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  1. #1

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    Do you remember?

    Evening all. Anyone remember the Vivitar 24-48 3.8 S1? Or perhaps, the Vivitar 135 2.8 S1? Trying to find a review/test of the above, not having much luck so I thought I'd ask you oracle's out there for a little help. Point me in the direction of a review if you can, or, speak your piece if you have, owned, used, even abused one. Your own personal thoughts on the above are most welcome.

    All the best.

    B.

  2. #2

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    I'm old enough to remember them both, including the fact that the 135 was actually f/2.3 - the odd maximum aperture specification was one of the marketing tricks they used to set these lenses apart. Ditto for the 28/1.9 and 200/3 in the original S1 line (although now after all these years there's a 28/1.9 once again in the C/V line of Leica screw-mount lenses).

    Alas, I've never owned one, nor do I know of a review online - all of these lenses were long gone before the web really began to pick up steam. Best bet, albeit much more work, would probably be to track down a library that has old photo magazines.

  3. #3
    colrehogan's Avatar
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    Old Timer Cameras in the UK has tests for lots of cameras & lenses.
    Diane

    Halak 41

  4. #4

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    I have the Vivitar Series 1 135mm f/2.3 manual focus lens for Pentax screw mount cameras such as the Spotmatic. Also fits all other cameras using the 42mm diameter Pentax screw mount, such as Chinon, Fuji, Yashica, Ricoh, etc. Has a manual/automatic diaphragm switch so it can be used in stop down mode in conjunction with inexpensive mount adaptors. With a, say, Pentax screw mount to Pentax K mount adaptor, this lens can be used on any Pentax bayonet mount camera, from the K-1000, LX, ME, MX, ME Super to the latest Pentax autofocus models. Similar adaptors are available for most other brands of cameras. This lens was built in the same era in which such other well known and highly regarded Series 1 lenses as the 90mm f/2.5 macro, the 200mm f/3 telephoto, the 70-210mm f/3.5 macro, the 90-180mm f/4.5 flat field macro zoom, the 600mm f/8 and 800mm f/11 "solid cat" lenses, and the 28mm f/1.9 wide angle lens were built. What a lineup! The design philosophy for this batch of lenses is maximum performance. And they deliver! This 135mm lens takes 72mm filters, and measures just under 4" long at infinity. It has a built-in retractable sliding lens hood. Minimum focus is 3 ft., compared to 5 ft. for most 135mm lenses. Maximum magnification ratio is an impressive 1:4.5. Optical construction is 6 elements in 6 groups, compared to the 4 element in 4 group design of most 135mm lenses. The VMC multi-coating makes sure that flare is kept to the absolute minimum.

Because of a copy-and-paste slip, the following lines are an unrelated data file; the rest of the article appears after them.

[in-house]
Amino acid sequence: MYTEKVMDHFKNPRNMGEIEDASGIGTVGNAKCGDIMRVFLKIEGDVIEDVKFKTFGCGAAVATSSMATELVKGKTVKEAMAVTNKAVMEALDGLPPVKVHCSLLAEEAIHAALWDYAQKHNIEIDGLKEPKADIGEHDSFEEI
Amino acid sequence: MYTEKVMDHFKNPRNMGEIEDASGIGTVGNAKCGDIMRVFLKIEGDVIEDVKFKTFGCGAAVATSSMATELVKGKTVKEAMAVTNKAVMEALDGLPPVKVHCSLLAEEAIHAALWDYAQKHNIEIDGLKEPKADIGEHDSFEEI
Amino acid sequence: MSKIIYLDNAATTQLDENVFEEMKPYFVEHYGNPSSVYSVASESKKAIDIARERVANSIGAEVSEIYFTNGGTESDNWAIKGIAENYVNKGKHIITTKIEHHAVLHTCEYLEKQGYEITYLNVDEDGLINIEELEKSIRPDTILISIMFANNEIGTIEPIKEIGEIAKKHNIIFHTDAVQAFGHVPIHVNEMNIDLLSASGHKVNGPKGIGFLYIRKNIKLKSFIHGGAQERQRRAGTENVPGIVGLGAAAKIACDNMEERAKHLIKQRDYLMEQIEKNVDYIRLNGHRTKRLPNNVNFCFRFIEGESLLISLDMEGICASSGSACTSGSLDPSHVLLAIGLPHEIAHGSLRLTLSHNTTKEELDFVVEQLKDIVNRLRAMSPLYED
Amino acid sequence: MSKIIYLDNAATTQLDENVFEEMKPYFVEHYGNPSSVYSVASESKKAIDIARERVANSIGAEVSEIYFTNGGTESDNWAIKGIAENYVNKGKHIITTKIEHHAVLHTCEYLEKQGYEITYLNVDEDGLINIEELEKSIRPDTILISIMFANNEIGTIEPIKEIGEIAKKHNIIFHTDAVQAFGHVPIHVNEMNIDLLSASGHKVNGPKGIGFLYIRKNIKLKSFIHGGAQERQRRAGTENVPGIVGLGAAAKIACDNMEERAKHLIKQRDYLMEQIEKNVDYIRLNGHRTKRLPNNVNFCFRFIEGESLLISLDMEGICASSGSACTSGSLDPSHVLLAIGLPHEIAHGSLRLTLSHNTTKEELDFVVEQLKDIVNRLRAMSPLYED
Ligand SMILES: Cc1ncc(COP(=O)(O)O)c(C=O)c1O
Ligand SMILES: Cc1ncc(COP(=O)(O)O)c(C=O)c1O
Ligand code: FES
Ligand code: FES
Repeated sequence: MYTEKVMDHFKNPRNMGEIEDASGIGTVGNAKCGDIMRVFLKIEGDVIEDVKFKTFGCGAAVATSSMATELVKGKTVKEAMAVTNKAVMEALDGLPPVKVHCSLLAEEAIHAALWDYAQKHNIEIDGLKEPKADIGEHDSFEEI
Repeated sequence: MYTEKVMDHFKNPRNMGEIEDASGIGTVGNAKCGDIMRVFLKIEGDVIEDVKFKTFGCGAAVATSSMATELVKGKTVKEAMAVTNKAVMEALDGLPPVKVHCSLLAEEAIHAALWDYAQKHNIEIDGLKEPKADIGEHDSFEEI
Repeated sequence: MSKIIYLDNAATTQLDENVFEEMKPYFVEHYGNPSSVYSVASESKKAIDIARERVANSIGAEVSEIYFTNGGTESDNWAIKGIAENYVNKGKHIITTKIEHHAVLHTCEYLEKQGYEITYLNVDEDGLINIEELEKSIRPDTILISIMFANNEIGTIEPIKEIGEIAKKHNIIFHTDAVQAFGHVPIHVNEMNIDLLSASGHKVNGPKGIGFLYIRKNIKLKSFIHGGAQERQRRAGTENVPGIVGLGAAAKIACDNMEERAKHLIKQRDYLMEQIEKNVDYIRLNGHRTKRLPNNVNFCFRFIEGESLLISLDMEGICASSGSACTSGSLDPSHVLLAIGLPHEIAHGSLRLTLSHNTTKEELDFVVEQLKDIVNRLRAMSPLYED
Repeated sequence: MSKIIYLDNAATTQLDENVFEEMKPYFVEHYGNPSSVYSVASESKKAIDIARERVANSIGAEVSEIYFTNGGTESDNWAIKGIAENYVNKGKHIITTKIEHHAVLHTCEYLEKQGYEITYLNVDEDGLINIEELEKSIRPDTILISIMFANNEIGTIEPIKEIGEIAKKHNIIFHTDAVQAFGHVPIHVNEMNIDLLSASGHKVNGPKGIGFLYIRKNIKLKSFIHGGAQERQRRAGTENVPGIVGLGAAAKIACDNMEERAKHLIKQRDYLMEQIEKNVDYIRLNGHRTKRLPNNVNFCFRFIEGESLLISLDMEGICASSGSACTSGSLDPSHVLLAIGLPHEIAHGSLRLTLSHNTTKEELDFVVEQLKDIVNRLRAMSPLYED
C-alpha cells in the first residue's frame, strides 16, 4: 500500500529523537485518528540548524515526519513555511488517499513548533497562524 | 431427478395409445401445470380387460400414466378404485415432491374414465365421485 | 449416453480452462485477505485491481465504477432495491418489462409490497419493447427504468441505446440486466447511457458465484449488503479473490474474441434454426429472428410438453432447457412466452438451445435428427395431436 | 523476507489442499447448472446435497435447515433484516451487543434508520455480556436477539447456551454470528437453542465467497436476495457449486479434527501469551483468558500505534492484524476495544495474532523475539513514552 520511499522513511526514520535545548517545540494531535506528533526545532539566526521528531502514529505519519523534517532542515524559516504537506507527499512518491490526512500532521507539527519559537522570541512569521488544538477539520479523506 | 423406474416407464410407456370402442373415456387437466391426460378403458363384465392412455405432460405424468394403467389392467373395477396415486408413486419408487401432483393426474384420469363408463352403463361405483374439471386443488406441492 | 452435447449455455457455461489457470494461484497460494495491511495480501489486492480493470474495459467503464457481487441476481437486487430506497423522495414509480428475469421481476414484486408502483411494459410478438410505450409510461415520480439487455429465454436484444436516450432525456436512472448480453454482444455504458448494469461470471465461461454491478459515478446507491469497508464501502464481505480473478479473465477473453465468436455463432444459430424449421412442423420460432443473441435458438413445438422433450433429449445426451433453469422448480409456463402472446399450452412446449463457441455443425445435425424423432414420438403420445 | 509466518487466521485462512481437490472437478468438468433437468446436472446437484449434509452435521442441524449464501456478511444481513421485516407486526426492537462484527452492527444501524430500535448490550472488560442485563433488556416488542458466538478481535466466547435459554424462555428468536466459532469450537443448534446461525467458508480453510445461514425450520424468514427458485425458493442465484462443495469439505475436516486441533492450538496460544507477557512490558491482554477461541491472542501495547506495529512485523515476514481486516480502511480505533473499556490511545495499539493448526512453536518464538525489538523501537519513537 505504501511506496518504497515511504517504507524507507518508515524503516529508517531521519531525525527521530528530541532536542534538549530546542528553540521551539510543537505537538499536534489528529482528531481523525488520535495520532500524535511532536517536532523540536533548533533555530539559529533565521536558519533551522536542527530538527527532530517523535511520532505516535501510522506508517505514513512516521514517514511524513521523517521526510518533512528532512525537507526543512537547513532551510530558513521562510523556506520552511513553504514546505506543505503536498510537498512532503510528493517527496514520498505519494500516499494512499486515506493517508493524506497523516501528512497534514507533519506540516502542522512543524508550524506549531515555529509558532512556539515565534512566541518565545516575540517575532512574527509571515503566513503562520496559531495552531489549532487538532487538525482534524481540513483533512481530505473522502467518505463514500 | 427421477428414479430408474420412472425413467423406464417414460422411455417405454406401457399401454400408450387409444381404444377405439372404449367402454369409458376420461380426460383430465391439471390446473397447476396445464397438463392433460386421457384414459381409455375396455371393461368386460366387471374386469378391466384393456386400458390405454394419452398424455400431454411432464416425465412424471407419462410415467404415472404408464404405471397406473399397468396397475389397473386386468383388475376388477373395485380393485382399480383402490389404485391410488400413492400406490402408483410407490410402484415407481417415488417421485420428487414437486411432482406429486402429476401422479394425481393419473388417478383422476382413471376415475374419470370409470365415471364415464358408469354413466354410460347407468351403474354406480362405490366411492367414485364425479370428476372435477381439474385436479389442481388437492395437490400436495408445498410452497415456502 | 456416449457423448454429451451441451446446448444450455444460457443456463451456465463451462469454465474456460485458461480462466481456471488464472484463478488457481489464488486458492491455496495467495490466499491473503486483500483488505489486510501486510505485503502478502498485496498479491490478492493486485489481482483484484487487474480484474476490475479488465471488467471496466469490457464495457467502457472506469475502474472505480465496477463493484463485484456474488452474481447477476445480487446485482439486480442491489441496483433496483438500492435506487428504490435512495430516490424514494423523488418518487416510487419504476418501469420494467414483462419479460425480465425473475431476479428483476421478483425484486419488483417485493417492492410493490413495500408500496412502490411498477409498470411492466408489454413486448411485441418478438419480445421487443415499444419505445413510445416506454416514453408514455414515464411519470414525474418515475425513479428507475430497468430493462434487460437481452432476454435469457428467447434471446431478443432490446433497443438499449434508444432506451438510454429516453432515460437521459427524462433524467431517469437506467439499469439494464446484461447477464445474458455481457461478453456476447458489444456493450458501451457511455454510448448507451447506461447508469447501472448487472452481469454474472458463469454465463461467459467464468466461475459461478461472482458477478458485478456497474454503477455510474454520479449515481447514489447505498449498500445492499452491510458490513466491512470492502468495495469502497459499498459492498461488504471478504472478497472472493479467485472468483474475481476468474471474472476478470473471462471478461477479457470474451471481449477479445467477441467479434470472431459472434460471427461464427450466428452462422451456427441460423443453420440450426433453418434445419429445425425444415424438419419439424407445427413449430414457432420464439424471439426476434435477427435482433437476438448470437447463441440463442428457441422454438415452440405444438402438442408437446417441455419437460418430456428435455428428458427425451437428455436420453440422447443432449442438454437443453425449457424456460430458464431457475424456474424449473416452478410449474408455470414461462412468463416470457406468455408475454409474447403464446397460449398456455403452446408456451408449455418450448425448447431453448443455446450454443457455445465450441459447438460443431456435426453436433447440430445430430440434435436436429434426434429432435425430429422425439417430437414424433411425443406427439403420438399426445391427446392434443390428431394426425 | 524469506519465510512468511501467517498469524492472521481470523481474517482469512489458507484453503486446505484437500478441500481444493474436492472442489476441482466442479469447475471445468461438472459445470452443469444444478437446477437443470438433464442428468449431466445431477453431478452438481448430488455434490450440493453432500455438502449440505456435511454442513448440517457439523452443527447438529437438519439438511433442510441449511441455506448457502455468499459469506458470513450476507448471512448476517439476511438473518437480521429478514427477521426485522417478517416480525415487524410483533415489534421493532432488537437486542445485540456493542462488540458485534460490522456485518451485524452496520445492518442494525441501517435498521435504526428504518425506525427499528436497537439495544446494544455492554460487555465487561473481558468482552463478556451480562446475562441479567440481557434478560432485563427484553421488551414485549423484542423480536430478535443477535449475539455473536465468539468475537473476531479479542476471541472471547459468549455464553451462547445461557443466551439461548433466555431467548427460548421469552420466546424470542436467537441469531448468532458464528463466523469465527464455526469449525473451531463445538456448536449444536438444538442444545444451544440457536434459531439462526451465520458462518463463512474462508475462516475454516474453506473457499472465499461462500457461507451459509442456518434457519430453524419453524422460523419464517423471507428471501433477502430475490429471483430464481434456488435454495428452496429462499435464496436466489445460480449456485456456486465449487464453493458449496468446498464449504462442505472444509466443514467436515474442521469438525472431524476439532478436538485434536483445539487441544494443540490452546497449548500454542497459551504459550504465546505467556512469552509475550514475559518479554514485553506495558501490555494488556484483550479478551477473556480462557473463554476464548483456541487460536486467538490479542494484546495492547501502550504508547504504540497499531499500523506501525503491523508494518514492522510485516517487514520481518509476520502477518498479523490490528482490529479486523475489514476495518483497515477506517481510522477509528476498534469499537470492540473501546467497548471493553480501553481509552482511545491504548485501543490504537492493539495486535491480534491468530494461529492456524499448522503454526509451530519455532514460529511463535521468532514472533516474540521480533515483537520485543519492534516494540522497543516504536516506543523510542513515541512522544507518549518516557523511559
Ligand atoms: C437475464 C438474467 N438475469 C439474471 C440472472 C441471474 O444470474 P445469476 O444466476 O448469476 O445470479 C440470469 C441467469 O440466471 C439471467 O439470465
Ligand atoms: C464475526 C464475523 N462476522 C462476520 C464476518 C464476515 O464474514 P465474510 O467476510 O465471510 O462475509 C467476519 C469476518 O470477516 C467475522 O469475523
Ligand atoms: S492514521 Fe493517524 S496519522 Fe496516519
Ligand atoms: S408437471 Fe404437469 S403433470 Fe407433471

Here is an example of an existing light photo with the Vivitar Series 1 135mm f2.3:



    Wayne

  5. #5

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    I have a brochure of the original Series 1 lenses. The only zooms at that time in the brochure were the 35-85 (Variable Focus, not a true zoom) and the 70-210. Drop me a note, if you'd like a PDF version. It's about 5MB, so your e-mail account will need to be able to handle an attachment of that size.

  6. #6